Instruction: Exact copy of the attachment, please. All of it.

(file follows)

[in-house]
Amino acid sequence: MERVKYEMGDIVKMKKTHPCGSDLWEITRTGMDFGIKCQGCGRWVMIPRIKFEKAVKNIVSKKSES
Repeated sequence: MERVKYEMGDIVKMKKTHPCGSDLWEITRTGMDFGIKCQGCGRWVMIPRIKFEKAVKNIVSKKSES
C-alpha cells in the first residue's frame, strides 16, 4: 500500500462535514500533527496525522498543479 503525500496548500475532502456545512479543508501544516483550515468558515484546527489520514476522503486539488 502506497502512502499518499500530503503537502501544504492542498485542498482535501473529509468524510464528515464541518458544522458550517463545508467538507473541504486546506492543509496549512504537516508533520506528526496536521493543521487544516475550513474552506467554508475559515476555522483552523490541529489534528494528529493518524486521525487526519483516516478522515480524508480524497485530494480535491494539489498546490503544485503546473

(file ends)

[in-house]
Amino acid sequence: MERVKYEMGDIVKMKKTHPCGSDLWEITRTGMDFGIKCQGCGRWVMIPRIKFEKAVKNIVSKKSES
Repeated sequence: MERVKYEMGDIVKMKKTHPCGSDLWEITRTGMDFGIKCQGCGRWVMIPRIKFEKAVKNIVSKKSES
C-alpha cells in the first residue's frame, strides 16, 4: 500500500462535514500533527496525522498543479 503525500496548500475532502456545512479543508501544516483550515468558515484546527489520514476522503486539488 502506497502512502499518499500530503503537502501544504492542498485542498482535501473529509468524510464528515464541518458544522458550517463545508467538507473541504486546506492543509496549512504537516508533520506528526496536521493543521487544516475550513474552506467554508475559515476555522483552523490541529489534528494528529493518524486521525487526519483516516478522515480524508480524497485530494480535491494539489498546490503544485503546473